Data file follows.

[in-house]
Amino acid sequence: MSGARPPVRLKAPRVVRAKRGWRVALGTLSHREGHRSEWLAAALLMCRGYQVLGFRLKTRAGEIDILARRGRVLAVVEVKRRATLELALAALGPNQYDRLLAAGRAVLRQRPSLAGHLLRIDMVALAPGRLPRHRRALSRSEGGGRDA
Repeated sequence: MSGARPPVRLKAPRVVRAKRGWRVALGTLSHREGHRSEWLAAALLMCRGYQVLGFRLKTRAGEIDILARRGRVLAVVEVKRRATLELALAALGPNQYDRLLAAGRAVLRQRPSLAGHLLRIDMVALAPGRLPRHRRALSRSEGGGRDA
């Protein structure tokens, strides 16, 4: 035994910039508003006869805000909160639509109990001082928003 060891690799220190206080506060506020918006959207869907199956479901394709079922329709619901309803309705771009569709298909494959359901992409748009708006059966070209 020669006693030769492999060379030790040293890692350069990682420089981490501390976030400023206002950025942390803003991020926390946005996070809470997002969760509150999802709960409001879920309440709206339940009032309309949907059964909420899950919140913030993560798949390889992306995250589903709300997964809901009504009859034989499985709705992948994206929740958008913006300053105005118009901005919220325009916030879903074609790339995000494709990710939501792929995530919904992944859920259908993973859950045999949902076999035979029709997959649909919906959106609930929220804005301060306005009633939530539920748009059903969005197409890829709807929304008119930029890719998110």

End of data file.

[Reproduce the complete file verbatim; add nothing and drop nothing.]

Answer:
[in-house]
Amino acid sequence: MSGARPPVRLKAPRVVRAKRGWRVALGTLSHREGHRSEWLAAALLMCRGYQVLGFRLKTRAGEIDILARRGRVLAVVEVKRRATLELALAALGPNQYDRLLAAGRAVLRQRPSLAGHLLRIDMVALAPGRLPRHRRALSRSEGGGRDA
Repeated sequence: MSGARPPVRLKAPRVVRAKRGWRVALGTLSHREGHRSEWLAAALLMCRGYQVLGFRLKTRAGEIDILARRGRVLAVVEVKRRATLELALAALGPNQYDRLLAAGRAVLRQRPSLAGHLLRIDMVALAPGRLPRHRRALSRSEGGGRDA
């Protein structure tokens, strides 16, 4: 035994910039508003006869805000909160639509109990001082928003 060891690799220190206080506060506020918006959207869907199956479901394709079922329709619901309803309705771009569709298909494959359901992409748009708006059966070209 020669006693030769492999060379030790040293890692350069990682420089981490501390976030400023206002950025942390803003991020926390946005996070809470997002969760509150999802709960409001879920309440709206339940009032309309949907059964909420899950919140913030993560798949390889992306995250589903709300997964809901009504009859034989499985709705992948994206929740958008913006300053105005118009901005919220325009916030879903074609790339995000494709990710939501792929995530919904992944859920259908993973859950045999949902076999035979029709997959649909919906959106609930929220804005301060306005009633939530539920748009059903969005197409890829709807929304008119930029890719998110």